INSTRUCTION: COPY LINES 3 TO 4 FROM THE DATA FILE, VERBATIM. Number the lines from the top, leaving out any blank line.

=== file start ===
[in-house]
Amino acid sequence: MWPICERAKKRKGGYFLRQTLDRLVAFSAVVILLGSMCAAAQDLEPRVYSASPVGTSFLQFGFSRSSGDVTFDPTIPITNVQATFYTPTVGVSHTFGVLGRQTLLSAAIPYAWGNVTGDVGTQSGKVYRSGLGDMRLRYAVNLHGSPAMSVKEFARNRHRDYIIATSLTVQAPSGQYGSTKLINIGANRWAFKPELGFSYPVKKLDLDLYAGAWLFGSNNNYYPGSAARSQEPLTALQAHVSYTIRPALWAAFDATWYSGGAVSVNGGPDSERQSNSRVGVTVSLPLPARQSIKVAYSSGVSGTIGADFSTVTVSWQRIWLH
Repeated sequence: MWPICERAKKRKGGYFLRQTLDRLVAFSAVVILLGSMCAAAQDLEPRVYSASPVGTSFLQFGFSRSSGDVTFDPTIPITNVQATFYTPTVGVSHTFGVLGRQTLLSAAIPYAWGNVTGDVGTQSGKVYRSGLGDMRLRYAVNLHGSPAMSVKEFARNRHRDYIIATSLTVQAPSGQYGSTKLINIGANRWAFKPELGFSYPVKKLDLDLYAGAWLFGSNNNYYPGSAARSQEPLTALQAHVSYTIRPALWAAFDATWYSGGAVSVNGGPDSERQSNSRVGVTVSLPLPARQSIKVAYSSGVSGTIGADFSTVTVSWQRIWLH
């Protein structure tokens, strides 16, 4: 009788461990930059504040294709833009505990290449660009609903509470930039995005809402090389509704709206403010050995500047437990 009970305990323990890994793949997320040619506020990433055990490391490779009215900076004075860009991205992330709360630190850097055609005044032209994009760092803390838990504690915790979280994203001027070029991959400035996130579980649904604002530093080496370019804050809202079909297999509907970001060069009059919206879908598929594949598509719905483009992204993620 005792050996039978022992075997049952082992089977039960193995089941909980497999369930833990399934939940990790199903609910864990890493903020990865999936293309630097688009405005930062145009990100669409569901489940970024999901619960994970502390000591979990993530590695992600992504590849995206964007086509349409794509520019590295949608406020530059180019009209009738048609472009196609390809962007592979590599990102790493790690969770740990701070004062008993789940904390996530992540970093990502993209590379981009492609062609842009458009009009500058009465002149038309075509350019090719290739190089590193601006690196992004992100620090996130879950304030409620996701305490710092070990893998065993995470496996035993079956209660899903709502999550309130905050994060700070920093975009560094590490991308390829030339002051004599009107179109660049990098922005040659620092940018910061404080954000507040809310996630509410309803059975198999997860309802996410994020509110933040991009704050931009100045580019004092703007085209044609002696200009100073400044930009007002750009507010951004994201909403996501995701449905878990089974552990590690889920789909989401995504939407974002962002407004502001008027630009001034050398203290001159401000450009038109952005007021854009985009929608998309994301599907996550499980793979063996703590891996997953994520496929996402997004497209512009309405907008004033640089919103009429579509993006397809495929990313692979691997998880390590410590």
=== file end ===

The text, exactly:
Repeated sequence: MWPICERAKKRKGGYFLRQTLDRLVAFSAVVILLGSMCAAAQDLEPRVYSASPVGTSFLQFGFSRSSGDVTFDPTIPITNVQATFYTPTVGVSHTFGVLGRQTLLSAAIPYAWGNVTGDVGTQSGKVYRSGLGDMRLRYAVNLHGSPAMSVKEFARNRHRDYIIATSLTVQAPSGQYGSTKLINIGANRWAFKPELGFSYPVKKLDLDLYAGAWLFGSNNNYYPGSAARSQEPLTALQAHVSYTIRPALWAAFDATWYSGGAVSVNGGPDSERQSNSRVGVTVSLPLPARQSIKVAYSSGVSGTIGADFSTVTVSWQRIWLH
């Protein structure tokens, strides 16, 4: 009788461990930059504040294709833009505990290449660009609903509470930039995005809402090389509704709206403010050995500047437990 009970305990323990890994793949997320040619506020990433055990490391490779009215900076004075860009991205992330709360630190850097055609005044032209994009760092803390838990504690915790979280994203001027070029991959400035996130579980649904604002530093080496370019804050809202079909297999509907970001060069009059919206879908598929594949598509719905483009992204993620 005792050996039978022992075997049952082992089977039960193995089941909980497999369930833990399934939940990790199903609910864990890493903020990865999936293309630097688009405005930062145009990100669409569901489940970024999901619960994970502390000591979990993530590695992600992504590849995206964007086509349409794509520019590295949608406020530059180019009209009738048609472009196609390809962007592979590599990102790493790690969770740990701070004062008993789940904390996530992540970093990502993209590379981009492609062609842009458009009009500058009465002149038309075509350019090719290739190089590193601006690196992004992100620090996130879950304030409620996701305490710092070990893998065993995470496996035993079956209660899903709502999550309130905050994060700070920093975009560094590490991308390829030339002051004599009107179109660049990098922005040659620092940018910061404080954000507040809310996630509410309803059975198999997860309802996410994020509110933040991009704050931009100045580019004092703007085209044609002696200009100073400044930009007002750009507010951004994201909403996501995701449905878990089974552990590690889920789909989401995504939407974002962002407004502001008027630009001034050398203290001159401000450009038109952005007021854009985009929608998309994301599907996550499980793979063996703590891996997953994520496929996402997004497209512009309405907008004033640089919103009429579509993006397809495929990313692979691997998880390590410590």